Judge rejects Prince Andrew’s attempt to include ‘sex kitten’ news clipping in Virginia Giuffre case

Judge rejects press reports in defense motion to dismiss case as apparent ‘public relations’ stunt

Alex Woodward
New York
Saturday 18 December 2021 12:38 EST
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A federal judge has rejected an attempt by Prince Andrew’s legal team to include a news article describing accuser Virginia Giuffre as a “money-hungry sex kitten” as they attempt to have her civil lawsuit against him dismissed.

In a filing on 16 December, US District Court Lewis Kaplan called the request to include several press clippings an apparent “public relations” stunt. A request by the senior royal’s legal team to include Ms Giuffre’s “alleged manuscript” of The Billionaire’s Playboy Club, a 139-page memoir detailing accusations against pedophile Jeffrey Epstein, was also rejected by the judge.

The attempts to include the documents “appear to have been submitted for whatever public relations purposes defendants’ advisors may have had in mind,” the judge wrote.

Ms Giuffre, 38, has claimed she was trafficked by Epstein and forced to have sex with the Queen’s son in 2001 when she was 17 years old. Prince Andrew has denied the allegations against him.

Ms Giuffre is seeking unspecified damages in a civil suit against the prince.

In October court filings, attorneys for Prince Andrew cited reports from The New York Daily News, The New York Post and The Daily Mail to support a motion to dismiss the case. The lawyers alleged that the articles undermine Ms Guiffre’s claims.

The motion to dismiss includes quotes made by Ms Giuffre’s ex-boyfriend Philip Guderyon to the New York Daily News in 2015.

The article, which is headlined “Jeffrey Epstein accuser was not a sex slave, but a money-hungry sex kitten, her former friends say”, quotes Mr Guderyon as calling Ms Giuffre the “head b****” at the financier’s Palm Beach mansion.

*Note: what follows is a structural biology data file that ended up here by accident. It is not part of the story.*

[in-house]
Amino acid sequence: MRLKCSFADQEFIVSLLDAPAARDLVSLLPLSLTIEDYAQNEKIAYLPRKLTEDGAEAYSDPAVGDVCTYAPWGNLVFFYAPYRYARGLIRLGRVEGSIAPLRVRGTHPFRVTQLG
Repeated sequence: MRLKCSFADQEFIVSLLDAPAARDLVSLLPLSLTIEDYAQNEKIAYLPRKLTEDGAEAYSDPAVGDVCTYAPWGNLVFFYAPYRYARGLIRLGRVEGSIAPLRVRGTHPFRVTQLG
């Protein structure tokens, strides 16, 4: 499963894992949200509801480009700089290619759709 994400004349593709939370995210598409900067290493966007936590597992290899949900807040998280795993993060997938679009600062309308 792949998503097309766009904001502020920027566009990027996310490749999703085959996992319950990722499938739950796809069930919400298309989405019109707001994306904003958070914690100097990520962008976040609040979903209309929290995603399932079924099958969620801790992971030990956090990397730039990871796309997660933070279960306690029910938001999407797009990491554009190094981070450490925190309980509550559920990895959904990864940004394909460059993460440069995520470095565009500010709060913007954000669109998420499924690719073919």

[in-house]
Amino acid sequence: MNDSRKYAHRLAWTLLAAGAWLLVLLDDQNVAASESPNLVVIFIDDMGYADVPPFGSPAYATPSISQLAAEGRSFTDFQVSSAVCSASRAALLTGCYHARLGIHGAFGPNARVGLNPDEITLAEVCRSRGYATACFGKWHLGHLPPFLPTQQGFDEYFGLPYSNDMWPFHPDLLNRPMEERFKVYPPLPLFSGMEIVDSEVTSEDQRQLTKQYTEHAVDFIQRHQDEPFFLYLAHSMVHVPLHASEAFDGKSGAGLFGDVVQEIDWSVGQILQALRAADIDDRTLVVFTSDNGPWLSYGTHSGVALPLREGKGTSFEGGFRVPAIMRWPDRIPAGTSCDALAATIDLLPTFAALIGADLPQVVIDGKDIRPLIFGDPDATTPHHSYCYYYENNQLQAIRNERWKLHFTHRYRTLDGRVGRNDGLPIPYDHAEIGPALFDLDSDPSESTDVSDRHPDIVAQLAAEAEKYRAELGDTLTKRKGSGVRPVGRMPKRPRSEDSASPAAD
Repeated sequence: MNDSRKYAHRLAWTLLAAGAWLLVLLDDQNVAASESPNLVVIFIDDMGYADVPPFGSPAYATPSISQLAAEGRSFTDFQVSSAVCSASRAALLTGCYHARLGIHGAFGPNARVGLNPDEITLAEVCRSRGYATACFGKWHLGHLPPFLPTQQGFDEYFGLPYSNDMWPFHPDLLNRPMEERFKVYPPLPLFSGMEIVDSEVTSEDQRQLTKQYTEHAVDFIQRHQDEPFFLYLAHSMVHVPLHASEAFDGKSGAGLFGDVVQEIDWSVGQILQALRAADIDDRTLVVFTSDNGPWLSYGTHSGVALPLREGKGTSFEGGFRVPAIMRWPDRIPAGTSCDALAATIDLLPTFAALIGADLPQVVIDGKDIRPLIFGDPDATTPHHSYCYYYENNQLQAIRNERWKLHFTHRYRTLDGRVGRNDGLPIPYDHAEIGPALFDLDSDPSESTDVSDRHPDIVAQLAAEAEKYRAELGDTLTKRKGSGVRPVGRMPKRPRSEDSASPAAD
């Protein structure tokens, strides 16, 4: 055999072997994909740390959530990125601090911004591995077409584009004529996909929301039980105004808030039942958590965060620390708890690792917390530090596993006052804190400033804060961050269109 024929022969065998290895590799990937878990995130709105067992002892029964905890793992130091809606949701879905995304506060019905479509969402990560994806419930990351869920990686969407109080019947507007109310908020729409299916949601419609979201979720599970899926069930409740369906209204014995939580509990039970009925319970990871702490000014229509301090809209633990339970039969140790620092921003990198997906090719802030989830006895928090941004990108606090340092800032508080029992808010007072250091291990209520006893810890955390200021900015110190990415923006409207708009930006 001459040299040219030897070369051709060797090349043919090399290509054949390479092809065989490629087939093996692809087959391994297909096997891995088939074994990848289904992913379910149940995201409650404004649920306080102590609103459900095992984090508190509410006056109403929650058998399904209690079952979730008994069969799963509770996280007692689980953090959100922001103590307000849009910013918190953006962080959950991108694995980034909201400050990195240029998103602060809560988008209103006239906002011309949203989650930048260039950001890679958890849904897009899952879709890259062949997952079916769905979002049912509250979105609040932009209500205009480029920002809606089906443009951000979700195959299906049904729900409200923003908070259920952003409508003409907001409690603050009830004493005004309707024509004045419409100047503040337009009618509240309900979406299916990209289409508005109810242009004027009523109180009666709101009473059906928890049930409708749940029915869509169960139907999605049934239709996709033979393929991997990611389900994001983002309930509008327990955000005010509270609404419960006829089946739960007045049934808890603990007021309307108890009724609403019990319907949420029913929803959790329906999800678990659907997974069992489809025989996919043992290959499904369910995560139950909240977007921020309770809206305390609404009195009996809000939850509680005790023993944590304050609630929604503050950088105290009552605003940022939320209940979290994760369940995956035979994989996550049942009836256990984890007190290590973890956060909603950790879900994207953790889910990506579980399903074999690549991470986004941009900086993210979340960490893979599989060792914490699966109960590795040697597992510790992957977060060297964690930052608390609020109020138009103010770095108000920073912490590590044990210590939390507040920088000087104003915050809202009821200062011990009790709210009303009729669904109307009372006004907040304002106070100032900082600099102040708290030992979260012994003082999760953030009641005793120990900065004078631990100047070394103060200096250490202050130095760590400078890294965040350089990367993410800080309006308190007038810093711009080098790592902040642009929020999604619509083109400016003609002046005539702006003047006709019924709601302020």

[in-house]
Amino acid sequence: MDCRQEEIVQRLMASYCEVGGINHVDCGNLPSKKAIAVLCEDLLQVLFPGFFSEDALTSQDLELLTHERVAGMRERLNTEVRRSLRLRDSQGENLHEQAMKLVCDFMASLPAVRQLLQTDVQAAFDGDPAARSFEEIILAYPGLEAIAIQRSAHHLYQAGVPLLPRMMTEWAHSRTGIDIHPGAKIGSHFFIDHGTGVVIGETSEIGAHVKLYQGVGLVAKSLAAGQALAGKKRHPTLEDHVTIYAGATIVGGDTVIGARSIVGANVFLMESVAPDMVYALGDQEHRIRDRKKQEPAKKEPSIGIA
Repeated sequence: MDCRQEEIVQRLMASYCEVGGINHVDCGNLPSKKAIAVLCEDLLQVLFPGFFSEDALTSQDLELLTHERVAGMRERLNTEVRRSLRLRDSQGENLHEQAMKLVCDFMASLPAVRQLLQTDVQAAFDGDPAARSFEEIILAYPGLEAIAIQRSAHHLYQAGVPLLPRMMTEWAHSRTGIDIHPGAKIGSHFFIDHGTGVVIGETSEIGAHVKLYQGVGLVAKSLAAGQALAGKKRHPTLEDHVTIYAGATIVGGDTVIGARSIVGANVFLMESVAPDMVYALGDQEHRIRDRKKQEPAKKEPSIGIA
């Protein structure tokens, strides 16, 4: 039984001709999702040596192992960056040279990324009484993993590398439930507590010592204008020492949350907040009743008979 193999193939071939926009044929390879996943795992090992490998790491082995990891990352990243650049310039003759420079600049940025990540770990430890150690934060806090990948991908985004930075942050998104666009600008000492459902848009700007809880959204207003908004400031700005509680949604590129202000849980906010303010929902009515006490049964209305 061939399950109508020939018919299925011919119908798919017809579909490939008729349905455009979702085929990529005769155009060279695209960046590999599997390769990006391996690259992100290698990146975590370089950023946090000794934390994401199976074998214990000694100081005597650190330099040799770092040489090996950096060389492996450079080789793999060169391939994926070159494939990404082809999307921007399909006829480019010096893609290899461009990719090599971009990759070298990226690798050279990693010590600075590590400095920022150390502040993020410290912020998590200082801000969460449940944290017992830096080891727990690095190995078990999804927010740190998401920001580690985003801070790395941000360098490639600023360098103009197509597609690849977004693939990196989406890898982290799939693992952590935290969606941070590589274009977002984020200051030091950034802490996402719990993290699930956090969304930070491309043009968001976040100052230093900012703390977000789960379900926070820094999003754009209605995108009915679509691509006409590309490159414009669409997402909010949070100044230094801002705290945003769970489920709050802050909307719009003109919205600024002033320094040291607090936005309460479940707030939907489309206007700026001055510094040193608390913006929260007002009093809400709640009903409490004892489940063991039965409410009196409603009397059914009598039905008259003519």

“She’d have like nine or 10 girls she used to bring to him,” he said, according to the Daily News.

Prince Andrew’s attorneys also argued that an interview Ms Giuffre gave toThe Daily Mail in 2011 for an alleged payment of $160,000 was among her attempts to “profit” from allegations against Epstein and others “by selling stories and photographs to the press and entering into secret agreements to resolve her claims against her alleged abusers.”

“It is unfortunate, but undeniable, that sensationalism and innuendo have prevailed over the truth,” the Duke’s attorneys argued in October filings.

Ms Giuffre’s legal team has said the filings amount to an attempt to “smear” her.

However, Judge Kaplan did agree to allow evidence on Ms Giuffre’s 2009 settlement with Epstein which is central to Prince Andrew’s argument to dismiss the claims against him. A federal judge in a separate case had ordered that details from the settlement be made public absent any objections from Epstein’s estate.

Ms Giuffre’s attempt to dismiss the settlement from her case against Prince Andrew is “completely without merit”, Judge Kaplan wrote.

“The court is asked to take notice of only its existence, its authenticity, and the words it contains – not its legal effect and not the truth of any of its ‘statements’,” said the judge, adding that there is no dispute among the parties over its authenticity.

Ms Giuffre’s attorneys have argued that the Epstein settlement is “irrelevant” to the current case.

Epstein, 66, killed himself inside a New York prison cell in 2019 as he awaited trial on sex trafficking charges. His former girlfriend, British socialite Ghislaine Maxwell, is currently on trial on criminal sex trafficking charges following allegations that she recruited teenagers for Epstein to abuse from 1994 to 2004. She has pleaded not guilty.

Prince Andrew’s representatives did not provide comment to The Independent.

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